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Antipope Nicholas V

Nicholas V. (Pietro Rainalducci), antipope in Italy from 1328 to 1330 during the pontificate of Pope John XXII at Avignon. He was a native of Corbara in the Abruzzi. He joined the Franciscan order after separating from his wife in 1310, and became famous as a preacher. He was elected through the influence of the excommunicated emperor, Louis IV the Bavarian, by an assembly of priests and laymen, and consecrated at St Peter's in Rome on May 12, 1328 by the bishop of Venice. After spending four months in Rome, he withdrew with Louis to Viterbo and then to Pisa, where he was guarded by the imperial vicar. He was excommunicated by Pope John XXII in April 1329, and sought refuge with Count Boniface of Donoratico near Piombino. Having obtained assurance of pardon, he presented a confession of his sins first to the archbishop of Pisa, and then (August 25, 1330) to the pope at Avignon. He remained in honourable imprisonment in the papal palace until his death in October 1333.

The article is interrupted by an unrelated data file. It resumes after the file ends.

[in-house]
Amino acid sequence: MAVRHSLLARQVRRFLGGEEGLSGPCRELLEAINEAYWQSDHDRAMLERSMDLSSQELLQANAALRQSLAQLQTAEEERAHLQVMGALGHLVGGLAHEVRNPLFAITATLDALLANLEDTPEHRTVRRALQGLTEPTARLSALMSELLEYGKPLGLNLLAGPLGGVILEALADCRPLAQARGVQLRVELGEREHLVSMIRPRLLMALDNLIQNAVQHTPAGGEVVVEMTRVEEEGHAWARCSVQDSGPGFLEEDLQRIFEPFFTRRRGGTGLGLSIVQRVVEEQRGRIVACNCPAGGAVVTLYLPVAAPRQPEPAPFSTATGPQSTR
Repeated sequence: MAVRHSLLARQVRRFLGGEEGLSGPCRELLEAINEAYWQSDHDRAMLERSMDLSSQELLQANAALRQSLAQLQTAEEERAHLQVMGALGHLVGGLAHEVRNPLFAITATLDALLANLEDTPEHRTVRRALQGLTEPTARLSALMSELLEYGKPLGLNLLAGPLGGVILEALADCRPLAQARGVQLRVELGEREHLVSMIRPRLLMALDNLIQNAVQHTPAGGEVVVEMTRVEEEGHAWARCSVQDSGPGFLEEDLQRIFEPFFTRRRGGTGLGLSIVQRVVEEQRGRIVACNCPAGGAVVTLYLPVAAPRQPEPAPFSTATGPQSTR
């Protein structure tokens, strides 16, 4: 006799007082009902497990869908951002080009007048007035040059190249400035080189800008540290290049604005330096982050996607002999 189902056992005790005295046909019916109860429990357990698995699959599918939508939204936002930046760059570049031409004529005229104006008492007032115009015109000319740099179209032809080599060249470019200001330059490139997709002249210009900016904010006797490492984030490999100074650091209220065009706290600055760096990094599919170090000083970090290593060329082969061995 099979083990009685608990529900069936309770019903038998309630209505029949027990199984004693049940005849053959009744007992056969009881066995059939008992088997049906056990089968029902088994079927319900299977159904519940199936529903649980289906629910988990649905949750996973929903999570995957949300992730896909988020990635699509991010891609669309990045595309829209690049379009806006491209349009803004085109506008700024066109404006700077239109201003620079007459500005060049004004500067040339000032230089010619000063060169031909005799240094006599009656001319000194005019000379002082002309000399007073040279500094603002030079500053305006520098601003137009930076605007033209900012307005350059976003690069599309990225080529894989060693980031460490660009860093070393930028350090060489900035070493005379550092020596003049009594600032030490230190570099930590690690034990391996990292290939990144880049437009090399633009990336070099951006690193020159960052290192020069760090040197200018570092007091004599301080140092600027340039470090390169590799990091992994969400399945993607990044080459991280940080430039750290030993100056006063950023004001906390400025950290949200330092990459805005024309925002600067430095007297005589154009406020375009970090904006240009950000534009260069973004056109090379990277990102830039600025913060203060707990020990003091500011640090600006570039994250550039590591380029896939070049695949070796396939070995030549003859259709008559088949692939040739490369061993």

from a 1911 encyclopedia